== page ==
On July 13, 1986, about 100 migrant farm-workers gathered for a birthday celebration near the strawberry fields of Sandy, Oregon. Drinking led to a fistfight and then Ramiro Lopez Fidel and another man jumped into a Monte Carlo sedan and hurtled toward the strawberry fields pursued by a pickup truck carrying six workers, including Santiago Ventura Morales.
In the field, Morales and the others found the Monte Carlo and destroyed it, shooting out the windows with a pistol, slashing the tires and stealing the battery. They set the car afire and left. On their way back to their shacks, police responding to a call about the burning car stopped them, confiscated the gun and sent them home.
The following morning, a field hand discovered the body of Fidel, stabbed twice in the heart. Police rounded up seven men, including Morales, and took them to the Clackamas County sheriff’s office.
Later, Tim Skipper, an officer from the nearby town of who spoke Spanish, would testify that he believed Morales was guilty because of his demeanor—he would not look Skipper in the eye, was shaking and turned pale.
Morales, 18, a Mixtec Indian from Oaxaca, Mexico who had been working in the fields of California and Oregon since he was 14, was charged with murder.
The case went to trial in September 1986, and Morales was furnished a Spanish translator. Two witnesses from the pickup truck were the prosecution’s chief witnesses. Juan Remigio Estrada said he saw Morales looking down at a “white bundle” in the strawberry field. Epifanio Bautista Lopez was called to the stand and first said he only saw a burning car. But after a lunch recess in the trial, he resumed the stand and said he saw Morales stab Fidel.
Despite considerable blood that spurted from the wounds, a laboratory examination found no traces of blood on Morales’ knife. State deputy medical examiner Dr. Karen Gunson testified that as Morales pulled out the knife, Fidel’s fat tissue wiped it clean.
Morales’ attorney did not hire an expert to determine whether Gunson’s testimony was accurate.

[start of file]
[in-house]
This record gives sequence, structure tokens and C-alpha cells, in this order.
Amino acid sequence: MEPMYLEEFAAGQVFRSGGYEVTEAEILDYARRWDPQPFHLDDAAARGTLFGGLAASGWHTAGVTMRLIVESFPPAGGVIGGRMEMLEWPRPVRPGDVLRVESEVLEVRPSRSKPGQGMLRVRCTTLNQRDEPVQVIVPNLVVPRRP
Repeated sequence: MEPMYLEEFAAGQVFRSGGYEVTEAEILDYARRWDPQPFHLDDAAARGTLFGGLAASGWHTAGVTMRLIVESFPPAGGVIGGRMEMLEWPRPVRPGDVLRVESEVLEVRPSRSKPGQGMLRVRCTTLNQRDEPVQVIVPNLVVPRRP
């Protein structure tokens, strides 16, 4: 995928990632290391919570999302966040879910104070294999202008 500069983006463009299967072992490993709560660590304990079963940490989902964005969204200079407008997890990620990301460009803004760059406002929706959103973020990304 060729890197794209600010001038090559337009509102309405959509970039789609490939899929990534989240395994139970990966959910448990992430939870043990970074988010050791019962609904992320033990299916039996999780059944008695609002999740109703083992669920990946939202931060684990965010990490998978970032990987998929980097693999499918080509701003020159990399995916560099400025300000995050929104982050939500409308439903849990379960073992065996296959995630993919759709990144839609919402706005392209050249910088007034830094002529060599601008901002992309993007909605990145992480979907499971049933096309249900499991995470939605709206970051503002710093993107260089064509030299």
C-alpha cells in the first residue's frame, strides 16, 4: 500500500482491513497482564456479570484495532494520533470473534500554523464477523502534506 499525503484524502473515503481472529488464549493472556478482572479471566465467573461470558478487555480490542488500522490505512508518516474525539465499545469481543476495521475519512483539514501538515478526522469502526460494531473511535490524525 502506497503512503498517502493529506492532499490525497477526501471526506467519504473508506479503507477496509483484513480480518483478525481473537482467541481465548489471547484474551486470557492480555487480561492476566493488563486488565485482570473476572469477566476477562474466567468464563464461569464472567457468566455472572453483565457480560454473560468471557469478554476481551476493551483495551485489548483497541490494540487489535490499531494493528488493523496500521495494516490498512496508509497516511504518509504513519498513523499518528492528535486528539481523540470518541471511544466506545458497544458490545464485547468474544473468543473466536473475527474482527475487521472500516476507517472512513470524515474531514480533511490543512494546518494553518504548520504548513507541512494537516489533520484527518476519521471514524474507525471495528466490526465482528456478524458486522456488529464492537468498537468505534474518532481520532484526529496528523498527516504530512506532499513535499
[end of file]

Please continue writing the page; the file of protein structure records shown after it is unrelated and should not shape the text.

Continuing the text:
Morales, who did not testify, was convicted on October 2, 1986, and sentenced to life in prison.
Even before he was sentenced, three of the jurors who voted to convict Morales began talking with each other about their doubts that he committed the murder.
One juror was so passionate that a friend, Donna Slepack, visited Morales in prison, befriended him, taught him English and began investigating the case. Ultimately she learned that Mixtec Indians don’t speak Spanish, which meant that the translator in the courtroom was largely ineffective not only for Morales, but for the witnesses who testified. Further, the interpretation of Morales’ demeanor during his questioning was wrong—Mixtec Indians never look their elders in the eye.
The case for establishing Morales innocence began to snowball and pick up wide support. Morales spoke from prison on the Oprah Winfrey television show. Eventually, an expert hired by a lawyer who took Morales post-conviction case pro bono said that the idea of a knife coming out clean from a wound because of fat tissue was “contradictory, misleading, incomplete and incorrect.”
Significantly, the defense located a witness who had not testified at the trial—Pedro Guzman—a Mixtec migrant worker who said he had been in a third vehicle that night in the strawberry field. Guzman said that before Morales even arrived, a man named Herminio Luna Hernandez chased Fidel and they disappeared.
When Hernandez returned, he said, “I killed him.” Hernandez left the farm workers’ encampment that night, leaving behind his wife, child and mother-in-law.
In August, 1990, a hearing was held on a post-conviction motion for new trial filed on Morales’ behalf. Included in the testimony was that of Morales, who said he had wanted to testify at his trial, but was not told he had the right to do so.
On January 4, 1991, the conviction was set aside due to the testimony of the new witnesses and the debunking of the forensic testimony, and because Morales had been denied his constitutional right to testify.
Morales was released from prison on January 9, 1991. Oregon Gov. Neil Goldschmidt pardoned Morales shortly thereafter and the charges were dismissed.
– Maurice Possley